SACRAMENTO, Calif. — For the first time since March 3, the average price of gas in California was below $5.00.
The California Energy Commission said the decline started immediately after the governor’s executive order to switch to the cheaper winter blend of gas. The Commission met Tuesday to discuss why California saw much higher prices compared to the rest of the country just last month.
Noticeably absent were any of the five oil companies that produce 97% of gas in the state. The commission made it clear they reached out individually to the companies to ask them to participate in the hearing.
"The lack of the participation of refineries, participation in this discussion, is really going to limit our ability to more deeply understand why Californians paid $2.61 more than other Americans," said Commissioner Patty Monahan.
Still, the Commission's Gordon Schremp went through a list of a combination of explanations including lower-than-normal inventories, lower-than-normal fuel imports, reduced refinery capacity and unplanned refinery outages.
“We're self sufficient," Schremp said. "We produce pretty much everything we need for consumers here locally. However, when there's a significant unplanned outage, additional supply needs to come from somewhere.”
The gas from overseas used to supplement the outages, he said, is more expensive.
UC Berkeley’s Haas Institute of Energy Director Severin Borenstein said that plays a role, but he has other thoughts.
"This isn't an issue of crude oil costs. It's not an issue of import restrictions. It's not an issue of refinery supply constraints. It's not an issue of market isolation," Borenstein said. "Those may be playing a role in a third or less than a third, but in the vast majority of these differentials, it's coming downstream. It's coming in the marketing distribution and retailing sectors. Refiners continue to play a huge role there; they own some of the downstream stations."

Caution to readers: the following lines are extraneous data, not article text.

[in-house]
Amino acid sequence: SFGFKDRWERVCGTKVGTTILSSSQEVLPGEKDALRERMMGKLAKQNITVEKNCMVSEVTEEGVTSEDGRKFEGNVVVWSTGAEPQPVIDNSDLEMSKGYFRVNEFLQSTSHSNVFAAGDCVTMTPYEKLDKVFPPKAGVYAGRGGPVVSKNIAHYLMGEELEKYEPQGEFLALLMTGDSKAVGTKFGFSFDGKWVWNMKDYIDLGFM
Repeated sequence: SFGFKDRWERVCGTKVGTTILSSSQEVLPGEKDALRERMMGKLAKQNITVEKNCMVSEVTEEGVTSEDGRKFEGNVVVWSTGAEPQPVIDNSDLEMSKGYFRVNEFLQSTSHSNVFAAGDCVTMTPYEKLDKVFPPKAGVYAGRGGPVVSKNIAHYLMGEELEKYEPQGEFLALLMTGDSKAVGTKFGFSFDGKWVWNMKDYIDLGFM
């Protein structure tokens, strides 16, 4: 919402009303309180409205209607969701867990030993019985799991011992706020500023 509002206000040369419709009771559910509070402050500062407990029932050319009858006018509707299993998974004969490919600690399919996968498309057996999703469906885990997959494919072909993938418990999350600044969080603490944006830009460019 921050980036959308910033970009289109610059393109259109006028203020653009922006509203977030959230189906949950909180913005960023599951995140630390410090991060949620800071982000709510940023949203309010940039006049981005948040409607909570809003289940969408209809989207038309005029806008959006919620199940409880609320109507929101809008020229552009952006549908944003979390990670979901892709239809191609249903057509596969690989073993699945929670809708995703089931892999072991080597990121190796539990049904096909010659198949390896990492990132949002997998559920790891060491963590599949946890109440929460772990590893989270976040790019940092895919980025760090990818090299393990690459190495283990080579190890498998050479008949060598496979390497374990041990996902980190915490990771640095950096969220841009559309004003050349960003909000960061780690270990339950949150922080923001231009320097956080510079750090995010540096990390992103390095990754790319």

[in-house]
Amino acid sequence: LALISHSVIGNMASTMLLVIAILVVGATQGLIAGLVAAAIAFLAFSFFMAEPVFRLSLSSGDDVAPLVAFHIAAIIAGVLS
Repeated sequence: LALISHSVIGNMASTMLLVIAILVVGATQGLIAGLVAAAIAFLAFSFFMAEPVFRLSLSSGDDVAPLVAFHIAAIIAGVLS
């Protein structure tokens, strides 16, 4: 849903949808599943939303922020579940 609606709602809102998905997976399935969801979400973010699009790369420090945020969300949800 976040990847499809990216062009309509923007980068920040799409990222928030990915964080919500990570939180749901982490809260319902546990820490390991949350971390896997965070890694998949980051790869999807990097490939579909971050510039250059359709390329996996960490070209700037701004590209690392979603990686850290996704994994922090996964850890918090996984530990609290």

CEO of Consumer Watchdog Jamie Court said the prices are because of greed.
“In 2022, the oil refiners in California double their profits. These are unprecedented profits, they're unprecedented windfall profits, and it's all because of the market power of the oil refiners,” said Court.
While the oil companies did not participate, the CEO of the Western States Petroleum Association, Catherine Reheis-Boyd said it comes down to mostly policymakers.
"We have a greater tax burden, we have high environmental program costs, our market is isolated, which makes us more vulnerable to higher costs," she said. "Due to lower supply, our refiners face high crude costs due to the need to import. In-state production is artificially limited by government policy, and local and state policy is causing production of fuel to fall faster than consumption."
She said the state's recent announcement to officially transition away from gas vehicles did not help.
"We adopt regulations and policies that have both prevented needed energy infrastructure from being built in the state and we send signals to the market that has significantly curtailed investment," said Reheis-Boyd.
One of the big takeaways Tuesday is that it’s hard to say exactly what the main cause of California’s price hikes was when the commission doesn't have the access or authority to get data from the oil companies.
The governor is calling for a special session on Monday to tax oil companies for the high profits they make. Catherine Reheis-Boyd said without a doubt, it will raise prices for consumers. She said you can’t tax your way out of the problem.
Severin Borenstein said that will not be the solution either, and that it will cut back profits but it will not cut back on the price of gas. Another panel expert said it’s a way to get back at “evil oil,” but it will not help to put one more gallon of oil out there to consumers, which is what is needed. Court applauded the governor's call.